Racial justice protesters demonstrate in front of LMPD headquarters
It's called LSURJ, which stands for Louisville Showing Up for Racial Justice -- and the theme is "Breaking white silence for racial justice."
LOUISVILLE, Ky. (WDRB) -- Black Lives Matter...to white people.
A predominantly white group took that message to the front door of the Metro Police Department on Monday afternoon.
They say the focus is "breaking white silence" -- and said they are calling for an end to police violence against people of color.
"What do we want? Justice! When do we want it? Now!" shouted one of the protesters.
It was a familiar chant and movement.
"Black lives matter!" shouted another protester.
But these were not the faces of the original Black Lives Matter movement.
Monday afternoon, several dozen people marched from City Hall in downtown Louisville to LMPD Headquarters. Many of them were wearing Black Lives Matter t-shirts and holding the signs. The event is organized by Louisville Showing up for Racial Justice (LSURJ).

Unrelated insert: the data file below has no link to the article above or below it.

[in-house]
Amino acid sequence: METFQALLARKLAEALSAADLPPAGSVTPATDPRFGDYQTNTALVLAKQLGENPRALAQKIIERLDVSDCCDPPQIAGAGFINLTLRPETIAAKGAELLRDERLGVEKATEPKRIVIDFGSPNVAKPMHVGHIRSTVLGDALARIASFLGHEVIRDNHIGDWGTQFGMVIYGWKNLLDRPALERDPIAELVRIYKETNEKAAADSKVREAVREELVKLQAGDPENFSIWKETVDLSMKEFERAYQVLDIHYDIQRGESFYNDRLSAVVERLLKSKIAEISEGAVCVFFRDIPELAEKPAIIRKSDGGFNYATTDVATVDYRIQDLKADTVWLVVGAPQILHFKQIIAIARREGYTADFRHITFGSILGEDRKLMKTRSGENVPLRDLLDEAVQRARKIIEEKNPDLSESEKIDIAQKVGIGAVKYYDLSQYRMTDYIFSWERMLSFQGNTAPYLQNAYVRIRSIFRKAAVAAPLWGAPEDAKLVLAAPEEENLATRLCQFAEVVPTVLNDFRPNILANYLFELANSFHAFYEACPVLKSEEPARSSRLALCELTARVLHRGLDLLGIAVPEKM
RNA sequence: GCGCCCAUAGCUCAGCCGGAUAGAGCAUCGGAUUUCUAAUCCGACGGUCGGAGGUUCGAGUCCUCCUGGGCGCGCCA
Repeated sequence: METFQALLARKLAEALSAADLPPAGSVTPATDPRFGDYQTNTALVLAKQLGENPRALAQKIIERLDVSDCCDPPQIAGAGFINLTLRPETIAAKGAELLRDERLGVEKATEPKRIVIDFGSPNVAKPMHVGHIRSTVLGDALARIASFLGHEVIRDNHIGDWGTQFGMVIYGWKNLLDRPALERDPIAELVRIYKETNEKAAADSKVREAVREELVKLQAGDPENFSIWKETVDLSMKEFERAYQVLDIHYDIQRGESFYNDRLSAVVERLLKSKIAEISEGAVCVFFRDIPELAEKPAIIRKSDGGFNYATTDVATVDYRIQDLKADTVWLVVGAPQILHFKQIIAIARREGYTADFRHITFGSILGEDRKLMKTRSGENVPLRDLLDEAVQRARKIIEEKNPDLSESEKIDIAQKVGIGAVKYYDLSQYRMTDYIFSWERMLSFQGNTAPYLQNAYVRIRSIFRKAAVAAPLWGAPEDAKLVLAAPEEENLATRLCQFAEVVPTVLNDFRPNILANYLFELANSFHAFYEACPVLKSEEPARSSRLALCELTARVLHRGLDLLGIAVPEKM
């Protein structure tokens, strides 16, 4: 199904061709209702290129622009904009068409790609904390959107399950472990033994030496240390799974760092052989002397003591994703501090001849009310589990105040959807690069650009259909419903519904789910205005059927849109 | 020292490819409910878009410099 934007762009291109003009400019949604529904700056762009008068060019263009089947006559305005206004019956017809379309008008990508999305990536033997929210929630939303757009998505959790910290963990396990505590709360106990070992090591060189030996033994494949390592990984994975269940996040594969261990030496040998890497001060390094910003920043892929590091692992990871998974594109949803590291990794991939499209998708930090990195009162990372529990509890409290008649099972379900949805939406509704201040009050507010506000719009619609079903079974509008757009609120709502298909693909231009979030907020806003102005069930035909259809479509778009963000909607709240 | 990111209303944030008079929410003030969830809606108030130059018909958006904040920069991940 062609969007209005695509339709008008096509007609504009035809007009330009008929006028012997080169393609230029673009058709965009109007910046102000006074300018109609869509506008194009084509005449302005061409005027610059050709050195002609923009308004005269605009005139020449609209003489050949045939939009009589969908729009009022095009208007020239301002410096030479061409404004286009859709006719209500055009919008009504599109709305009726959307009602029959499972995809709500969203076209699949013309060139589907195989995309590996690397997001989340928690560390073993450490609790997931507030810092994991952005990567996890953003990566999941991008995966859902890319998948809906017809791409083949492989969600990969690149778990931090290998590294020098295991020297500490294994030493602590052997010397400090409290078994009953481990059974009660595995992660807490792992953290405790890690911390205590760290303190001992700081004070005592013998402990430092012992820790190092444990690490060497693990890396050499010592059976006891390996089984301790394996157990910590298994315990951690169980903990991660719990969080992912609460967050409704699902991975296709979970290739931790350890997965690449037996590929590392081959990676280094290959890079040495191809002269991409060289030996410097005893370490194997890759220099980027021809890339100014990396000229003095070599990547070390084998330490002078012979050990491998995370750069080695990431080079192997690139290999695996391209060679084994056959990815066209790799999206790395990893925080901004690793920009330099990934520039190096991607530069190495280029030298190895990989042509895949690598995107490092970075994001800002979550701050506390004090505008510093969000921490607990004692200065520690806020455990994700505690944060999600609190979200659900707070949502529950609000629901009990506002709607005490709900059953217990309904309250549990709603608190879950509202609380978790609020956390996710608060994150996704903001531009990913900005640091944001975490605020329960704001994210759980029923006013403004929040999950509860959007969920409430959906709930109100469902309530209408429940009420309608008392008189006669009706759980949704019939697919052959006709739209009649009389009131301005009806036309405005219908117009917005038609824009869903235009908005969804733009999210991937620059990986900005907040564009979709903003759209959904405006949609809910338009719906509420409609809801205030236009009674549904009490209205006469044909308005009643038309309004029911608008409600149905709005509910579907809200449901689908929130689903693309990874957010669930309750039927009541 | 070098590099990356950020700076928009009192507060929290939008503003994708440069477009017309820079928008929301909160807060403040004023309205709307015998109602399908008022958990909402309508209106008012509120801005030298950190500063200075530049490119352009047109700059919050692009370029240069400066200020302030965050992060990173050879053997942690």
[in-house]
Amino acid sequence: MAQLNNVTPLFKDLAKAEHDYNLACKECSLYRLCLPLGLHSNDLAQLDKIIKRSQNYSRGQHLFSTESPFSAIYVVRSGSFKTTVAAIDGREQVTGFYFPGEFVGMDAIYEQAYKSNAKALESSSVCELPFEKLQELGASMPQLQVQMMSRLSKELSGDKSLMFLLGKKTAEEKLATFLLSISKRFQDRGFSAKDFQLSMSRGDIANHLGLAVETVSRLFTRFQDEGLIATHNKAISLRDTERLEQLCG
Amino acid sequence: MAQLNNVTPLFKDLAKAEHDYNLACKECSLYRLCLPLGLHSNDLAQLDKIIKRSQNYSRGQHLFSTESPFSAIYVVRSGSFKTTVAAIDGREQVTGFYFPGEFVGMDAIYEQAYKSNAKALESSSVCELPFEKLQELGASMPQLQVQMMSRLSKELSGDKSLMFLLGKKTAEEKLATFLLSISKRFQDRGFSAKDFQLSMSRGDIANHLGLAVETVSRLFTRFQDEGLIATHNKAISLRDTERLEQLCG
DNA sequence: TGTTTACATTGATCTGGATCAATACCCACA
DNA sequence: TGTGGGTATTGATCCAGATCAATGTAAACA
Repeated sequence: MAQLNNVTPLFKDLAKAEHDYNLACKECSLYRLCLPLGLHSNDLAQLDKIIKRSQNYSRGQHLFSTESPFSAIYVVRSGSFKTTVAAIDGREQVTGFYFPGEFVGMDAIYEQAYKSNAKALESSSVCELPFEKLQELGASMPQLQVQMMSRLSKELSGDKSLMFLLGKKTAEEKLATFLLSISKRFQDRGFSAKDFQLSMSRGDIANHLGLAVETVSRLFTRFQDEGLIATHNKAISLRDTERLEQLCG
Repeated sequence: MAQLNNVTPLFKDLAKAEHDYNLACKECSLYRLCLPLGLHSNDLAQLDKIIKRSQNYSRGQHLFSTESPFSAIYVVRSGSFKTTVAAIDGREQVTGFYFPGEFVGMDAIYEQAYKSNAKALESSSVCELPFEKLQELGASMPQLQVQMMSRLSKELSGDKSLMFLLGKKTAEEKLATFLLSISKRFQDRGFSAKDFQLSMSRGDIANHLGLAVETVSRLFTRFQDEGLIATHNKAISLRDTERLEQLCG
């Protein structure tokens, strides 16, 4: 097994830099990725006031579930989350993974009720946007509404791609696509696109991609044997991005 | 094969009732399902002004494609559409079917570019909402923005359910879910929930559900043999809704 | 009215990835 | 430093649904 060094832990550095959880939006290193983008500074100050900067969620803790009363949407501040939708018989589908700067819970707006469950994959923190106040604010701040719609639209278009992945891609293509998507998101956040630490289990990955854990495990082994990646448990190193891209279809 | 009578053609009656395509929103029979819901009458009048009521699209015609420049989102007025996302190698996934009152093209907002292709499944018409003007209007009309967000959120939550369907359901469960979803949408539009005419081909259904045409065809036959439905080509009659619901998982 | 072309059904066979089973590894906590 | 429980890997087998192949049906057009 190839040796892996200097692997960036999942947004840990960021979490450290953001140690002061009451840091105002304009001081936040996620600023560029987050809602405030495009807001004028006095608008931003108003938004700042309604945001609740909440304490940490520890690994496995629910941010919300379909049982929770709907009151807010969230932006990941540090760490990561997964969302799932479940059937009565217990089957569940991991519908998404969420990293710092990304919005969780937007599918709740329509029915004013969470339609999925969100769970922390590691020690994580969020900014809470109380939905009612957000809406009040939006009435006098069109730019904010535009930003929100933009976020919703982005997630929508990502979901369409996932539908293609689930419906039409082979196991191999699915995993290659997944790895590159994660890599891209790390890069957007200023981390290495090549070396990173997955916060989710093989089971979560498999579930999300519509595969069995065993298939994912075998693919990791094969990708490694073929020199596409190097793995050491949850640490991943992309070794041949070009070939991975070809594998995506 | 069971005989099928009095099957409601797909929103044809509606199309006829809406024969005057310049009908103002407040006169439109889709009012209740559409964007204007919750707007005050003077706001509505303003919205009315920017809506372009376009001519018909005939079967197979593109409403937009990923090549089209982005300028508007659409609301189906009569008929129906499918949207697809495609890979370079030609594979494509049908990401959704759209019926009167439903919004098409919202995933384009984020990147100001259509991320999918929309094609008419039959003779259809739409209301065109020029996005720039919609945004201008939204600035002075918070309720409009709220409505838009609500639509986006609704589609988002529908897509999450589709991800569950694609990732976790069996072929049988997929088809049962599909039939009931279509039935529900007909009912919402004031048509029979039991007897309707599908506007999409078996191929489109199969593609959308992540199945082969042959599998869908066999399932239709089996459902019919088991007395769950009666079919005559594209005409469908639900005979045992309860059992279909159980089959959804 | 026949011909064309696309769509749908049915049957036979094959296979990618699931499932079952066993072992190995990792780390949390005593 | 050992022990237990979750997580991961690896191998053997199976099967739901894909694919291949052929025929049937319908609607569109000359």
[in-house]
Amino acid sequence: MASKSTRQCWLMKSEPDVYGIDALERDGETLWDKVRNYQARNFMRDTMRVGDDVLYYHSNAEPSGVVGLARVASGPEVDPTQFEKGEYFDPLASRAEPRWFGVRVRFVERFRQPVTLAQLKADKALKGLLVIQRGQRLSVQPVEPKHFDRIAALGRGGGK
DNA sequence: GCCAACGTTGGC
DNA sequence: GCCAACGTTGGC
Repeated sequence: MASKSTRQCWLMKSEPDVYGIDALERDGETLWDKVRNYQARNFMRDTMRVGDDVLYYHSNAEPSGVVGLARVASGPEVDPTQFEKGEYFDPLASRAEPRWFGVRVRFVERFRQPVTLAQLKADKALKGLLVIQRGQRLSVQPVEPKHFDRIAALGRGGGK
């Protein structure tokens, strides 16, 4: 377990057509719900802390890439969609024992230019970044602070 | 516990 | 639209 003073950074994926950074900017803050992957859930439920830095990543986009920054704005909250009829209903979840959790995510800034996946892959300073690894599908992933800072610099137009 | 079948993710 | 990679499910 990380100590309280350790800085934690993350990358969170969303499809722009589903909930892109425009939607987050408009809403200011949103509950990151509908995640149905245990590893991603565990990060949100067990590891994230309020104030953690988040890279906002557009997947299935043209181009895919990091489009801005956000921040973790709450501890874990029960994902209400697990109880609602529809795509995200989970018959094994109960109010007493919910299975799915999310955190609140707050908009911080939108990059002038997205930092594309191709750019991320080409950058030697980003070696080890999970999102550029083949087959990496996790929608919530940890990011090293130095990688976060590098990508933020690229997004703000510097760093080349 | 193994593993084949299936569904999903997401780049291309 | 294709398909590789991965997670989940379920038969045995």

The theme, in their own words, was "Breaking White Silence for Racial Justice." People who were there spoke with WDRB about what that means to them.
"Because too many times white folks have kind of stayed in the background, even though they don't like what is going on and haven't done anything," said Sonja DeVries, who attended the event.
Carla Wallace is with LSURJ and organized the rally.
"I know that too many of us who are white are silent, and that's part of what keeps things the way they are," Wallace said.
"And that's what we're trying to do, is to get more white people to step out against racism and police brutality, because people are dying on a regular basis," said DeVries.
"I think some of them say, 'This has nothing to do with me,'" said Wallace. "Some of the others say, 'I am not sure what to say,' or they flip the channel -- and we're asking people, don't flip the channel."
"To see all of these different people of different color ah, this is what's needed," said Pastor Tim Findley Jr.
Tim Findley Jr. is senior pastor of a local mega church, Kingdom Fellowship Christian Life Center. With a very diverse congregation, it has also been called one of the fastest growing churches in Kentuckiana. Pastor Findley said he applauds what he sees and says it is needed.
"I've said this before and I'll say it again, if black lives only matter to black people, then we won't see change," said Rev. Findley.
The rally ended with organizers reading the names of blacks who have died during confrontations with police, and the names of the five Dallas Police officers killed during last week's ambush.
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